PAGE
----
The Australian‘s Higher Education Supplement ran a story this week on how high-ATAR Victorian students chase a narrow range of courses and unis. It was based on research by La Trobe’s Andrew Harvey.
The national applications data shows how this produces a counter-intuitive outcome: applicants with ATARs above 90 are persistently less likely to get an offer than students with ATARs of 80-90 or 70 to 80. The 2012 offer rates were, respectively: 91%, 97%, 96%.
It means that a few per cent of the 90+ students take all or nothing gambles. Even though there are hundreds of courses that would accept them, they only apply for one or a small number, and some of them end up missing out. Presumably most of them learn a lesson about hubris and put in a more realistic application the following year.
Andrew H also comments that “the progression of elite students into a narrow range of courses and universities arguably has a distortionary effect on the workforce and society.”
While I partly agree with this, data I received from DIICCSRTE (I hope this name will soon change) on the ATARs of first-year students suggests that the top-performing school leavers are more spread across the disciplines than the applications data might suggest.
The figure below has the 2011 ATAR for a student admitted at the 90th percentile of everyone taking that subject, or in other words with just enough to put them in the top 10%. It just shows those where the 90th percentile is at 98 or above. Surprisingly, radiography is at the top and maths is second (though there are few specific maths courses). From the arts, language and literature is there. If we drop down to 97, politics, history and the performing arts are all there.
Teacher education has a 90th percentile of ATAR 90, with a median of 75. Not spectacular, but far from the very low cut-offs at some unis that attract so much attention.
The government’s My University website launched this morning.
Overall, I think it is a good start in giving students more information to help with their higher education choices. There is information by university and field of study on student satisfaction with teaching and generic skills development, attrition rates, employment rates, staff qualifications, student:staff ratios, and other things. The meaning of these numbers is often contested – the methodology section suggests caution on some matters – but overall it is better than general impressions or historical reputation.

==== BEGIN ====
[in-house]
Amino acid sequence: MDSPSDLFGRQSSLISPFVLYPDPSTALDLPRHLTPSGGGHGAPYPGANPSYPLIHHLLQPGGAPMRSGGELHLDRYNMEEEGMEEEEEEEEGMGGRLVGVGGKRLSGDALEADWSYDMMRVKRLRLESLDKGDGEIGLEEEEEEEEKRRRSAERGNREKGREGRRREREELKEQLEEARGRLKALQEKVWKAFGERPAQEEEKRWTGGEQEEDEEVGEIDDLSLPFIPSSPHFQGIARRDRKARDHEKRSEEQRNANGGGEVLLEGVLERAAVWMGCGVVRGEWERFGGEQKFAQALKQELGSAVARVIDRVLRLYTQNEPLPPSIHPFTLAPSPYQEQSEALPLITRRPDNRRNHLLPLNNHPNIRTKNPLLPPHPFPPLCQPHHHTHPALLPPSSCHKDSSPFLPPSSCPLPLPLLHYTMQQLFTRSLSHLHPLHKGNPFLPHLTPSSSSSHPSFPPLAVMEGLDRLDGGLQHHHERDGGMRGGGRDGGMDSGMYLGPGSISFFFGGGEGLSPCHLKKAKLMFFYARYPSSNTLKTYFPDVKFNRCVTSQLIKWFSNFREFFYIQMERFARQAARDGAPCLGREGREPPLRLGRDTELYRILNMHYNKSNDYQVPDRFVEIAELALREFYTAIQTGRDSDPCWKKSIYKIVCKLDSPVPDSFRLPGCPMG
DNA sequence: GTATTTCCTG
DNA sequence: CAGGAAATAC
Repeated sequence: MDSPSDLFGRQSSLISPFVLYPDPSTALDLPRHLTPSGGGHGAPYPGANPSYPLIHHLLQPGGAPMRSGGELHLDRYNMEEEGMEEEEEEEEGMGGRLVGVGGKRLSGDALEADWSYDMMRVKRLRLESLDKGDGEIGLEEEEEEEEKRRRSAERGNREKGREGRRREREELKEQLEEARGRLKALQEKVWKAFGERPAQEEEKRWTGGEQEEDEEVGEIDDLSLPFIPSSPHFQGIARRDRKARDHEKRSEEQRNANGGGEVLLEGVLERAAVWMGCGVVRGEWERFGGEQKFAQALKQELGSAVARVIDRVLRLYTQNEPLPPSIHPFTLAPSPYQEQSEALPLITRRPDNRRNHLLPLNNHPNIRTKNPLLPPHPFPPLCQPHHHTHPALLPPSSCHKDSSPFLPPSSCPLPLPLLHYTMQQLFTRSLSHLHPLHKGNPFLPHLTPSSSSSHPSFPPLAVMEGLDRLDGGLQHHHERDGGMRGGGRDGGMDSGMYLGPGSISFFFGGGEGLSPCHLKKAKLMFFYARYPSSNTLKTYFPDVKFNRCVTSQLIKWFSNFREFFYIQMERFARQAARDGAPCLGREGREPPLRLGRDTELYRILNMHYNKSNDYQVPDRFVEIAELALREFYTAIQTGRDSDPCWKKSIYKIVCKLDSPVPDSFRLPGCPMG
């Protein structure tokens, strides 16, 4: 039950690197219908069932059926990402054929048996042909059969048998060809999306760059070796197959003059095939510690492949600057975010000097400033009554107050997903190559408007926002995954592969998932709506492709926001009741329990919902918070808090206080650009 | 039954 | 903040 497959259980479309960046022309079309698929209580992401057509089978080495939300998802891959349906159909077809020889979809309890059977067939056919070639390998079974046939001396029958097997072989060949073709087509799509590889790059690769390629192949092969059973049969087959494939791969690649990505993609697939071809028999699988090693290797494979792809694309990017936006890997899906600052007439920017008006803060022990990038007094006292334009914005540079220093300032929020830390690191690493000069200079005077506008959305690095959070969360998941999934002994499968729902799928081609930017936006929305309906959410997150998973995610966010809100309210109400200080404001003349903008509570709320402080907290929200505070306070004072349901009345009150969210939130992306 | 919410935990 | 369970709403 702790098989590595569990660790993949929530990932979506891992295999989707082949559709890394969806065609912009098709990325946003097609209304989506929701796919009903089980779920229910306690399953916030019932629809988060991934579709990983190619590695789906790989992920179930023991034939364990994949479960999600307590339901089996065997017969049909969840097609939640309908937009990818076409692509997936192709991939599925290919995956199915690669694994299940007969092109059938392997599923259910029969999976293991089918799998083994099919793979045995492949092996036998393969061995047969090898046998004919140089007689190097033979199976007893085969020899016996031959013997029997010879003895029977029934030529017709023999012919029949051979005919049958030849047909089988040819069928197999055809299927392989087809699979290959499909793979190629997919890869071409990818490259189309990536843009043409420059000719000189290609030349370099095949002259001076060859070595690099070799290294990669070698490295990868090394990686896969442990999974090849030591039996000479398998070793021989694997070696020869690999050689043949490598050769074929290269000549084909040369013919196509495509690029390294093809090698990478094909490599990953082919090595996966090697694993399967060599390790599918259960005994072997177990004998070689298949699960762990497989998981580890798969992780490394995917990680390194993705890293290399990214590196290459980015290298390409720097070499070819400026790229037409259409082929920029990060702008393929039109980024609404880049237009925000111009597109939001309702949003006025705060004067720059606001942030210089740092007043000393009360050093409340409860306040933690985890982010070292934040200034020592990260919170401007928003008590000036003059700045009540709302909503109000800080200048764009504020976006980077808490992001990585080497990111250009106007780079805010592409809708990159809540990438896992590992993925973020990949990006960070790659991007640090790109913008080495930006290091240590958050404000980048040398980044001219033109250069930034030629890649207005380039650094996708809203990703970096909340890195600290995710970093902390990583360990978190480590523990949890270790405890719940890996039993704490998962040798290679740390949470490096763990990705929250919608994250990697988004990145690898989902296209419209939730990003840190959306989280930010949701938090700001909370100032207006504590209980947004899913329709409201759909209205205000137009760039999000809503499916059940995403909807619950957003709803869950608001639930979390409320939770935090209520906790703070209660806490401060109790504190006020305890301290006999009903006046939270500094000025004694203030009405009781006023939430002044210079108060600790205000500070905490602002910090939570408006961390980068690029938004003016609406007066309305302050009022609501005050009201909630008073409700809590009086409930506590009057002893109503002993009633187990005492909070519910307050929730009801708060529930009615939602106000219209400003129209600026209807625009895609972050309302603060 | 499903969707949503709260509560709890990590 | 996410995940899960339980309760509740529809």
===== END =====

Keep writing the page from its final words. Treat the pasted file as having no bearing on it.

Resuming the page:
Here is an example of how the information is presented, for Macquarie University business.
There is also information on general campus facilities. Here is an example for Murdoch University.
Some suggestions for future versions of the site:
* How to get to the course performance information is not intuitive. ‘Course search’ will provide a list of courses in the field of study of interest, but the comparison tool only gives ATARs and cost. The latter will be useful if fees are deregulated, but under the current system the student contributions will be much the same. To find course performance information, users have to go to ‘university search’, and then choose the field of study. Comparison between universities will be difficult without printing out results for each university.
* For non-university higher education providers (NUHEPs), their courses can be located through ‘course search’ but not ‘university search’. No information on admission requirements or cost was in any of the results from random searches. Nor is there any information on course performance, though some NUHEPs are in the relevant surveys (there may be sample size issues). To get a proper market, we need to include the NUHEPs as fully as possible.
Over at Catallaxy, Judy Sloan is having a go at low ATAR university courses.
I just want to have the bridges identified which are designed by civil engineers with cut-off points of 62.
And I also noticed that the cut off score for entry into Primary Education courses is in the 50s – pity the poor children in a few years time.
As Judy hints at, ATAR (or its predecessors: ENTER, UAI, TER) is only moderately predictive of future academic performance, and even then only for higher ATAR students. This overview paper on Victorian university selection practices summarised some of the research:
Their … work at Monash confirmed the correlation between high ENTER and strong university performance (r=0.38 for ENTER over 80). Importantly, however, they found little correlation between ENTER and university performance for low to middle ENTER bands (r=0.04 for ENTER below 80). This finding supports that of Murphy et al. (2001), who found in their study of RMIT students that the strongest correlations between ENTER and university performance were at ENTERs above 80, with no correlation between 40 and 80 and variable correlation below 40.
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